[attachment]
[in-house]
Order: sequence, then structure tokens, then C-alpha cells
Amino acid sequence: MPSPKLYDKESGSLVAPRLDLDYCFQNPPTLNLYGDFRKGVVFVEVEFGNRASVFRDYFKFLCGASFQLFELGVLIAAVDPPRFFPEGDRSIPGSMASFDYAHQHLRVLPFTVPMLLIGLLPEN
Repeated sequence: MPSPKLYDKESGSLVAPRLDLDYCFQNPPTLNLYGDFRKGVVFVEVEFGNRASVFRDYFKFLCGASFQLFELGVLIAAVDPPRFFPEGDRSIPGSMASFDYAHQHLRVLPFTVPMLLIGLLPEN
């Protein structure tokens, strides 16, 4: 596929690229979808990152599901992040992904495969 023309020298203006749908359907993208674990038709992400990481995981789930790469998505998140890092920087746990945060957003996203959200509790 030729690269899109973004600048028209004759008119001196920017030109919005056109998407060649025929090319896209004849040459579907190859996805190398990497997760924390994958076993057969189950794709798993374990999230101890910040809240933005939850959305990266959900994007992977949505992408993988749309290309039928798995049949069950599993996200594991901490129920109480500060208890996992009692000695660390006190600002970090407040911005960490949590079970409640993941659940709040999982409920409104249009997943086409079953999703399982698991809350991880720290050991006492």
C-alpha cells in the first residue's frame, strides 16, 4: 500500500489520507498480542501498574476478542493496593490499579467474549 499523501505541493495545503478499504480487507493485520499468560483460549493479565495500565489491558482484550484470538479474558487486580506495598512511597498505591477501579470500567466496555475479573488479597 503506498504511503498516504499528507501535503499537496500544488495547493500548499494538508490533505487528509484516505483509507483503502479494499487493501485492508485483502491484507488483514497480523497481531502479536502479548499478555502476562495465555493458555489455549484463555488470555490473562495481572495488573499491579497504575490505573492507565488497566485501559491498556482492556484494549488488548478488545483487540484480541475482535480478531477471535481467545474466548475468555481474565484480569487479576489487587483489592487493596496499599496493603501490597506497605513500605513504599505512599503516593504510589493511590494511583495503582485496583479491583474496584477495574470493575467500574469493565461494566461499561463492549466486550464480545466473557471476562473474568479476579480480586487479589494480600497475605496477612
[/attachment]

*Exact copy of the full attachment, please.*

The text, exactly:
[in-house]
Order: sequence, then structure tokens, then C-alpha cells
Amino acid sequence: MPSPKLYDKESGSLVAPRLDLDYCFQNPPTLNLYGDFRKGVVFVEVEFGNRASVFRDYFKFLCGASFQLFELGVLIAAVDPPRFFPEGDRSIPGSMASFDYAHQHLRVLPFTVPMLLIGLLPEN
Repeated sequence: MPSPKLYDKESGSLVAPRLDLDYCFQNPPTLNLYGDFRKGVVFVEVEFGNRASVFRDYFKFLCGASFQLFELGVLIAAVDPPRFFPEGDRSIPGSMASFDYAHQHLRVLPFTVPMLLIGLLPEN
């Protein structure tokens, strides 16, 4: 596929690229979808990152599901992040992904495969 023309020298203006749908359907993208674990038709992400990481995981789930790469998505998140890092920087746990945060957003996203959200509790 030729690269899109973004600048028209004759008119001196920017030109919005056109998407060649025929090319896209004849040459579907190859996805190398990497997760924390994958076993057969189950794709798993374990999230101890910040809240933005939850959305990266959900994007992977949505992408993988749309290309039928798995049949069950599993996200594991901490129920109480500060208890996992009692000695660390006190600002970090407040911005960490949590079970409640993941659940709040999982409920409104249009997943086409079953999703399982698991809350991880720290050991006492």
C-alpha cells in the first residue's frame, strides 16, 4: 500500500489520507498480542501498574476478542493496593490499579467474549 499523501505541493495545503478499504480487507493485520499468560483460549493479565495500565489491558482484550484470538479474558487486580506495598512511597498505591477501579470500567466496555475479573488479597 503506498504511503498516504499528507501535503499537496500544488495547493500548499494538508490533505487528509484516505483509507483503502479494499487493501485492508485483502491484507488483514497480523497481531502479536502479548499478555502476562495465555493458555489455549484463555488470555490473562495481572495488573499491579497504575490505573492507565488497566485501559491498556482492556484494549488488548478488545483487540484480541475482535480478531477471535481467545474466548475468555481474565484480569487479576489487587483489592487493596496499599496493603501490597506497605513500605513504599505512599503516593504510589493511590494511583495503582485496583479491583474496584477495574470493575467500574469493565461494566461499561463492549466486550464480545466473557471476562473474568479476579480480586487479589494480600497475605496477612